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Re: [diy_3d_printing_and_fabrication] Polygon mirror scanning based 3D printer

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  • Graham Stabler
    I m not sure I understand your idea, you want to move a mirror to correct the focal length? Your mirror scanner would have to be synced with the moving mirror
    Message 1 of 132 , Jun 2, 2012
      I'm not sure I understand your idea, you want to move a mirror to correct the focal length? Your mirror scanner would have to be synced with the moving mirror and so your speed would probably end up the same as if you just mechanically scan the laser.

      Changing an optical path length while maintaining it's direction also normally needs 4 mirrors.

      Graham


      On Sat, Jun 2, 2012 at 6:47 PM, Paolo Velcich <pavel@...> wrote:
       

      I may be completely wrong and my idea could be not practical, but :

      what about adding a moving mirror coupled with a collimating lens, just like on the laser cutting machiones ?
      Sync to the prismatic mirror from the printer ?

      This way you would be sure 100% about the planarity and focusing of each pixel.

      Such a light assembly, driven by a belt, could have decent speeds.


      Paolo

       

    • kafian
      Hi Mark, Solarez resin for 3d printing is $254/gallon which one are you using? http://solarez.com/productsnew/productsnew/uv3d_printing.html Jack
      Message 132 of 132 , Aug 17, 2012
        Hi Mark,
        Solarez resin for 3d printing is $254/gallon which one are you using?
        http://solarez.com/productsnew/productsnew/uv3d_printing.html
        Jack

        --- In diy_3d_printing_and_fabrication@yahoogroups.com, vrsculptor@... wrote:
        >
        > Graham,
        > I see a couple of big advantages to this over DLP.
        > 1. Resin is cheaper. You can tune LED to be compatible with cheap (Solarez @ $51 gallon) epoxy resin. This is probably a factor of 4 cheaper than DLP resins.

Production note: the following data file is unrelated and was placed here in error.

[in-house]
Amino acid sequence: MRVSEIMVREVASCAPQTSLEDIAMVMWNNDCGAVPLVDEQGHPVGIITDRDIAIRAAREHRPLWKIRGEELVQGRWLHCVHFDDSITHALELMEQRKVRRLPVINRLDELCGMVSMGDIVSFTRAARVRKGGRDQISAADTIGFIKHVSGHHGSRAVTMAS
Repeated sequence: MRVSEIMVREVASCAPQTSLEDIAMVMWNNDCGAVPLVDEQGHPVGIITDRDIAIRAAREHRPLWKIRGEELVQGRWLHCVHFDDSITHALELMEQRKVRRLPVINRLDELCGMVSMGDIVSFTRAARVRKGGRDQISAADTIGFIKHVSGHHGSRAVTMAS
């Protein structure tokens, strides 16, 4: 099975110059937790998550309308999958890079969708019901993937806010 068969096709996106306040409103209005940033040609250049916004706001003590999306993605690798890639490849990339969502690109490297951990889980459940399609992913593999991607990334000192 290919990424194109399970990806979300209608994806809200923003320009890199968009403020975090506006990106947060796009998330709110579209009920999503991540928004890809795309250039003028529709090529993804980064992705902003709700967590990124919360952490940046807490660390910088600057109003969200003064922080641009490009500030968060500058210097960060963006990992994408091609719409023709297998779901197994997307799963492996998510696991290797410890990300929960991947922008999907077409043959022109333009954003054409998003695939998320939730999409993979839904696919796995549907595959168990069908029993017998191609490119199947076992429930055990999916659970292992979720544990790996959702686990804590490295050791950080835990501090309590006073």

> 2. Size. Legal size (8.5x14) models are within capability of print engines.
        >
        > As you pointed out it is slower but I'm not sure that is an issue for a lot of us.
        >
        > Roger
        >
        > > I also think we need to be careful not to forget that DLP style printing is
        > > exceptionally fast compared to just about all other forms. The layer time
        > > our uprint if you did the whole build area is: go for lunch. And lets face
        > > it if we get it to work at all we could have a homemade 3D printer with an
        > > A4 work area and high resolution for very little money making parts that
        > > could not be made without a 3D printer.
        > >
        > > 0.1mm is quite a thick layer compared to the 20um we have talked about, so
        > > really that might be considered the time for 5 layers?
        > >
        > > I have a question John, how on earth do we measure the
        > > layer thickness's when we test? Build a tiny 3D printer that just prints
        > > blocks (let laser shine through a mask on the vat bottom) then look at the
        > > block. I've been quizzing Michael about similar issues on his kick starter.
        > > All I know is I won't be using my callipers to measure 20um.
        > >
        >
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